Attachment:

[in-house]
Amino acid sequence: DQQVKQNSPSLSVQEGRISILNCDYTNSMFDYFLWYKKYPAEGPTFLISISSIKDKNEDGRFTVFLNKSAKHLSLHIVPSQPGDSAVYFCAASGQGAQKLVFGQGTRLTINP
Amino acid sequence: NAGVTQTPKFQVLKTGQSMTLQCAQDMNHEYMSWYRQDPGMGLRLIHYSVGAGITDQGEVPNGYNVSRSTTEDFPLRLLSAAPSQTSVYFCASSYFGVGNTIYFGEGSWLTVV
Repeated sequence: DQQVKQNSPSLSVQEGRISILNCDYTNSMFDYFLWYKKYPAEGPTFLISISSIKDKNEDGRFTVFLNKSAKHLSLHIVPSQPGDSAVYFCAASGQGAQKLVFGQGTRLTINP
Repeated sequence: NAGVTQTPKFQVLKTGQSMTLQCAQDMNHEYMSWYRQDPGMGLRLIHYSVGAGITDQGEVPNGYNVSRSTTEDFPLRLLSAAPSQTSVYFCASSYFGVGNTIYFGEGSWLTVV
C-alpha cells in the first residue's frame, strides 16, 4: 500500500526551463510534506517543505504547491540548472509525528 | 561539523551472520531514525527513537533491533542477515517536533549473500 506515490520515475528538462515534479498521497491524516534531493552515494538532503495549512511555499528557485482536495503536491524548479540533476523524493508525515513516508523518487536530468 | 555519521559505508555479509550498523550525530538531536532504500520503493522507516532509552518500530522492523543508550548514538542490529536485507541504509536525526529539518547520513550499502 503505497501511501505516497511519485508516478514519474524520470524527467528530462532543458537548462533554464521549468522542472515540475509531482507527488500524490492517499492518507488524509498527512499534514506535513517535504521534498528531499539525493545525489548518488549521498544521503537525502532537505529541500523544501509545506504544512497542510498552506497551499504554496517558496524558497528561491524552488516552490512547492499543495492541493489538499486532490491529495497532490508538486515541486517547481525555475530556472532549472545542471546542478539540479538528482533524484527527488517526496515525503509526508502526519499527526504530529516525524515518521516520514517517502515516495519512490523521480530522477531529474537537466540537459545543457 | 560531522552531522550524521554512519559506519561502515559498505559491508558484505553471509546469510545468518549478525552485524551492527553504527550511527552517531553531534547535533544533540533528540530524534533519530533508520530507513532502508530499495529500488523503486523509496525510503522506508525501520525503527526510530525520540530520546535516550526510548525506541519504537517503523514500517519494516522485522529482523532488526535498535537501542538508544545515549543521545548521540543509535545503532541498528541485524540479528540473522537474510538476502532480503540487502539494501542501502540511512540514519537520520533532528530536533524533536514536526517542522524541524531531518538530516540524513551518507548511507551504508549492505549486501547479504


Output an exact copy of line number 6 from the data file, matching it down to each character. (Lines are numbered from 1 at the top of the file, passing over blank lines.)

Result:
C-alpha cells in the first residue's frame, strides 16, 4: 500500500526551463510534506517543505504547491540548472509525528 | 561539523551472520531514525527513537533491533542477515517536533549473500 506515490520515475528538462515534479498521497491524516534531493552515494538532503495549512511555499528557485482536495503536491524548479540533476523524493508525515513516508523518487536530468 | 555519521559505508555479509550498523550525530538531536532504500520503493522507516532509552518500530522492523543508550548514538542490529536485507541504509536525526529539518547520513550499502 503505497501511501505516497511519485508516478514519474524520470524527467528530462532543458537548462533554464521549468522542472515540475509531482507527488500524490492517499492518507488524509498527512499534514506535513517535504521534498528531499539525493545525489548518488549521498544521503537525502532537505529541500523544501509545506504544512497542510498552506497551499504554496517558496524558497528561491524552488516552490512547492499543495492541493489538499486532490491529495497532490508538486515541486517547481525555475530556472532549472545542471546542478539540479538528482533524484527527488517526496515525503509526508502526519499527526504530529516525524515518521516520514517517502515516495519512490523521480530522477531529474537537466540537459545543457 | 560531522552531522550524521554512519559506519561502515559498505559491508558484505553471509546469510545468518549478525552485524551492527553504527550511527552517531553531534547535533544533540533528540530524534533519530533508520530507513532502508530499495529500488523503486523509496525510503522506508525501520525503527526510530525520540530520546535516550526510548525506541519504537517503523514500517519494516522485522529482523532488526535498535537501542538508544545515549543521545548521540543509535545503532541498528541485524540479528540473522537474510538476502532480503540487502539494501542501502540511512540514519537520520533532528530536533524533536514536526517542522524541524531531518538530516540524513551518507548511507551504508549492505549486501547479504